2) You should really maintain the twist in the pairs right up to the termination - a cheapie cable tester wouldn't pick this up, but it may result in interference at higher frequencies meaning transmission errors

3) Did you use stranded or solid cable? Are the plugs the right ones for the type of cable? If you mismatch stranded/solid, you could get intermittant connections.

4) What happens if you connect a network device - does it work?



Baby Get Shaky!
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  Reply # 1050586 21-May-2014 18:03
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RunningMan: A few possibilities in random order:

1) Are you definitely using T568B at both ends, not T568B at one end and T568A at the other? 


Yes most defiantly.

2) You should really maintain the twist in the pairs right up to the termination - a cheapie cable tester wouldn't pick this up, but it may result in interference at higher frequencies meaning transmission errors 


I'll give that a try.

3) Did you use stranded or solid cable? Are the plugs the right ones for the type of cable? If you mismatch stranded/solid, you could get intermittant connections.


Standard. I'm unsure if they are for standard or solid.

4) What happens if you connect a network device - does it work?


Have yet to try that but its my next step.


Thanks for your feedback!


 
 
 
 


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  Reply # 1050587 21-May-2014 18:05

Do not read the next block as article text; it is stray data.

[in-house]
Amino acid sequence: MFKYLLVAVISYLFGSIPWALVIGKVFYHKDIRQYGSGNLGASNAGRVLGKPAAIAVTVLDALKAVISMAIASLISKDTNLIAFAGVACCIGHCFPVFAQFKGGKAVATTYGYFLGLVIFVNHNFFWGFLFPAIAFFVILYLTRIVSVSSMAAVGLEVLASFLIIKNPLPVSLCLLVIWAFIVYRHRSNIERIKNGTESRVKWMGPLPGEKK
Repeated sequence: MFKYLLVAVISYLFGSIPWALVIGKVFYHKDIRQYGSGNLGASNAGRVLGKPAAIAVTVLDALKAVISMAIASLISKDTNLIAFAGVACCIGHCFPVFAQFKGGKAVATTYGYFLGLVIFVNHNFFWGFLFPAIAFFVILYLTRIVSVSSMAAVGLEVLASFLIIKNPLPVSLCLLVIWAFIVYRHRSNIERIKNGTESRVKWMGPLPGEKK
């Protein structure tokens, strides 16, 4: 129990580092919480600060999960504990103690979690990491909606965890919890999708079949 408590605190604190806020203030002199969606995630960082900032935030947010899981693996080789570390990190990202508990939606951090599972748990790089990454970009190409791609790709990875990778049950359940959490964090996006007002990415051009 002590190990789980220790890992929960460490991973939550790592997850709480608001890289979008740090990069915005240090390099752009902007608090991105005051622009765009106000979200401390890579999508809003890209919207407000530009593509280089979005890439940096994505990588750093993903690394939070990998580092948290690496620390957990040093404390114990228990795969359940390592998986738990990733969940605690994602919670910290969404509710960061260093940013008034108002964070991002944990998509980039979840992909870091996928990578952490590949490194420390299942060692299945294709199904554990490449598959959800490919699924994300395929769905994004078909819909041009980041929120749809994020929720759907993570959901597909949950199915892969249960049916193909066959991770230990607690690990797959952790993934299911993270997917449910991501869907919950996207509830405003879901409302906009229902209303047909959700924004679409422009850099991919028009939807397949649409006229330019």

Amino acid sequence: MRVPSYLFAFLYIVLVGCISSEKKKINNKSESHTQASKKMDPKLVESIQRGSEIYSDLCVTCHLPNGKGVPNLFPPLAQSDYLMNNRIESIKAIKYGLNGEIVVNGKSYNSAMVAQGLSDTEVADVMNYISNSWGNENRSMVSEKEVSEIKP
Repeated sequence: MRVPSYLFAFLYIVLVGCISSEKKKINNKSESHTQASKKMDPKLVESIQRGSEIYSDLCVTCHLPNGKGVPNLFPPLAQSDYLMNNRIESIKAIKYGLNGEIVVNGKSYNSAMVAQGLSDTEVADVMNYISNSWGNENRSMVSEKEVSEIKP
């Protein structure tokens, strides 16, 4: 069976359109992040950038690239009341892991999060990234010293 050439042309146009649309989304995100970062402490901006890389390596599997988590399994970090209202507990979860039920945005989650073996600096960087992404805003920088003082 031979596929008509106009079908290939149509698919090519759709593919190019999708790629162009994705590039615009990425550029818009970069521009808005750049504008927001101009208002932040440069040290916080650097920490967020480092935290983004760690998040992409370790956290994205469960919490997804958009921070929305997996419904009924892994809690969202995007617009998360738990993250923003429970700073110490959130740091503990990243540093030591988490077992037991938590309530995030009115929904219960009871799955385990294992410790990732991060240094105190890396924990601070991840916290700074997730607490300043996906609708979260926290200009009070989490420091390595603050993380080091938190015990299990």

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May sound stupid but exactly how are you testing the cable? Are you using cat6 RJ45 connectors?

While it won't be the cause of the issue, for reference you should ideally use 568A in NZ for standards compliance, and as mentioned above the termination isn't that great. Any benefits of cat6 could immediately be cancelled out because of the loss of twist introducing crosstalk.

The cheap cable testers on TM are actually useless as well - they can't detect an incorrectly wired pair unless you're looking at both ends at the same time.






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  Reply # 1050604 21-May-2014 18:55
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3) Did you use stranded or solid cable? Are the plugs the right ones for the type of cable? If you mismatch stranded/solid, you could get intermittant connections.

Standard. I'm unsure if they are for standard or solid.